Friday, July 10, 2009

State Transitions in Mojo

Next up will be a "midterm" post, but I just want to post this first, because... well... because it was more fun on a Friday night to do this analysis. (Yes, I could also have gone out. But you know, I did that last night! Yes, really!) As you'll see, fun is obviously in the eye of the beholder, because this is unlikely to interest anyone but a very small handful of Mojo developers.

So a lot of the classes in Mojo are stateful. They inherit from the Stateful class. However, that class is pretty barebones, and "states" are fundamentally just a string property on an object. So there's no single place you can go to see the list of allowable states, and no documentation (let alone verification) of allowed state transitions. The first step in addressing this is to collect some data on the various stateful subclasses and see how they actually behave. So I instrumented the Stateful class and had it print out all state transitions. I then ran the Mojo test suite (including some non-default tests), which generated a little over 2100 state transitions. I fed these results to Graph::Easy (which I discovered thanks to a blog post on MojoX::Routes::AsGraph by Marcus Ramberg) in order to generate state diagrams. We may therefore consider this post as a kind of "documenting-on-the-run"...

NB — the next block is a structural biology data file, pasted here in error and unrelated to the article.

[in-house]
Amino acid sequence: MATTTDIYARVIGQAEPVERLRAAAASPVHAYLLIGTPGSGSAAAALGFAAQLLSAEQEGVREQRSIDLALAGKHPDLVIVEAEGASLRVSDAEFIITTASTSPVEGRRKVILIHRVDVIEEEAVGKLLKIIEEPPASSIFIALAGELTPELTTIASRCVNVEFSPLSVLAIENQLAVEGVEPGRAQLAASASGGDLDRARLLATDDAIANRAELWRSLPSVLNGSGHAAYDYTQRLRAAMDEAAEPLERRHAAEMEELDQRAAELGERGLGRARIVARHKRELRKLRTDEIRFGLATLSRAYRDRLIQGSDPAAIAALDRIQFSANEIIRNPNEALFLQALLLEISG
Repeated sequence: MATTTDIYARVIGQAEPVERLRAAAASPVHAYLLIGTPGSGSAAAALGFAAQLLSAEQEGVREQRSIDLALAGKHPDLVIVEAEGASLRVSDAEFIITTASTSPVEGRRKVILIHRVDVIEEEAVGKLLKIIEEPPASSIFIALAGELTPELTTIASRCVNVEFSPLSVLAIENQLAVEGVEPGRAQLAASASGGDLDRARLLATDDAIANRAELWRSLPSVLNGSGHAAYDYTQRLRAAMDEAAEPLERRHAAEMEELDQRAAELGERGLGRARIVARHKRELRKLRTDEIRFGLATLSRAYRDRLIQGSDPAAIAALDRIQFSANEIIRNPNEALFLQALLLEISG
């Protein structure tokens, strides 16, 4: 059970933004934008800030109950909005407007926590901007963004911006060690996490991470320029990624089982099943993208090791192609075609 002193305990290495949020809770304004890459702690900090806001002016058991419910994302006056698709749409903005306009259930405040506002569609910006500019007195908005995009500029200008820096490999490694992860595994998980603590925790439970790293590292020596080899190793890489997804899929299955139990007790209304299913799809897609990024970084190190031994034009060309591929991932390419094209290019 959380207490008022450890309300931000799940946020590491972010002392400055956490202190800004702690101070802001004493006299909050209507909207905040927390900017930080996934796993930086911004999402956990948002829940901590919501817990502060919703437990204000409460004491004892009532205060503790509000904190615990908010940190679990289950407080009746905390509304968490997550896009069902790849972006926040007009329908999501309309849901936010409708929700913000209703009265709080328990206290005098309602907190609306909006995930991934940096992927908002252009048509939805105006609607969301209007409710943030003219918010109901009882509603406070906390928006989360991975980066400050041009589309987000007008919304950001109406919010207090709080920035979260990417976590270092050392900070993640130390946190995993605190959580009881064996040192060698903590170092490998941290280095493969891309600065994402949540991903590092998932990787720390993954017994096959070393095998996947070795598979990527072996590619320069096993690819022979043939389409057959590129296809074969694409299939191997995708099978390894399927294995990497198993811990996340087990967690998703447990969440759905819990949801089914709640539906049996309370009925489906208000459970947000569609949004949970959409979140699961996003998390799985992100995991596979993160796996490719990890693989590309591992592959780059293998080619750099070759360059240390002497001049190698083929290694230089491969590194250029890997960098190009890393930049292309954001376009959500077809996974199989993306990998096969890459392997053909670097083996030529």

Here are the results, in increasing order of complexity.

First up, Mojo::Stateful:

Simple enough. The number on the arrow indicates the number of times that particular state transition occurred during the testing. (That gives an indication of how much "exercise" the current test suite gives each state transition.) Next comes Mojo::Headers:

is still pretty simple:

And Mojo::Message::Request is barely more complicated:

At the same level of complexity, Mojo::Filter::Chunked:

One more step up are Mojo::Content:

and Mojo::Content::Multipart:

Finally, here comes the punchline: the two classes I've been working most heavily on/with (click for full size).


And Mojo::Pipeline:

There you go! Simple as pie, right?

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